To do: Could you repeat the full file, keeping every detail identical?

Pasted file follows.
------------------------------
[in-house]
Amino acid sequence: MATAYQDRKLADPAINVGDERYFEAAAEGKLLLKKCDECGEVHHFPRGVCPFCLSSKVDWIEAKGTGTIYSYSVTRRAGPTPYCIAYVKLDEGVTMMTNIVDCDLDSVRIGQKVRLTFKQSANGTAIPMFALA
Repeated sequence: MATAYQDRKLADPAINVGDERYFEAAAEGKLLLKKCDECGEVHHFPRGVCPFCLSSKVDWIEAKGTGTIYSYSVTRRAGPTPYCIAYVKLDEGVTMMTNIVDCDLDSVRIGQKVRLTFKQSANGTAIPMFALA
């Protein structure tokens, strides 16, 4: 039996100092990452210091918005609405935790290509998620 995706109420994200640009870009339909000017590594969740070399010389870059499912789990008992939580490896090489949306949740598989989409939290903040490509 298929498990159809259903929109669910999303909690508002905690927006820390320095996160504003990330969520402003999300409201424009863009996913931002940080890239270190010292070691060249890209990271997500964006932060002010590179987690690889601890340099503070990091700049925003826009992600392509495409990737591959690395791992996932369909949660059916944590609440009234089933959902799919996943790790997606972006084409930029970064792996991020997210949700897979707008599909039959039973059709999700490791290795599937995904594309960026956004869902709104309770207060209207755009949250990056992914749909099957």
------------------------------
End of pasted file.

[in-house]
Amino acid sequence: MATAYQDRKLADPAINVGDERYFEAAAEGKLLLKKCDECGEVHHFPRGVCPFCLSSKVDWIEAKGTGTIYSYSVTRRAGPTPYCIAYVKLDEGVTMMTNIVDCDLDSVRIGQKVRLTFKQSANGTAIPMFALA
Repeated sequence: MATAYQDRKLADPAINVGDERYFEAAAEGKLLLKKCDECGEVHHFPRGVCPFCLSSKVDWIEAKGTGTIYSYSVTRRAGPTPYCIAYVKLDEGVTMMTNIVDCDLDSVRIGQKVRLTFKQSANGTAIPMFALA
């Protein structure tokens, strides 16, 4: 039996100092990452210091918005609405935790290509998620 995706109420994200640009870009339909000017590594969740070399010389870059499912789990008992939580490896090489949306949740598989989409939290903040490509 298929498990159809259903929109669910999303909690508002905690927006820390320095996160504003990330969520402003999300409201424009863009996913931002940080890239270190010292070691060249890209990271997500964006932060002010590179987690690889601890340099503070990091700049925003826009992600392509495409990737591959690395791992996932369909949660059916944590609440009234089933959902799919996943790790997606972006084409930029970064792996991020997210949700897979707008599909039959039973059709999700490791290795599937995904594309960026956004869902709104309770207060209207755009949250990056992914749909099957």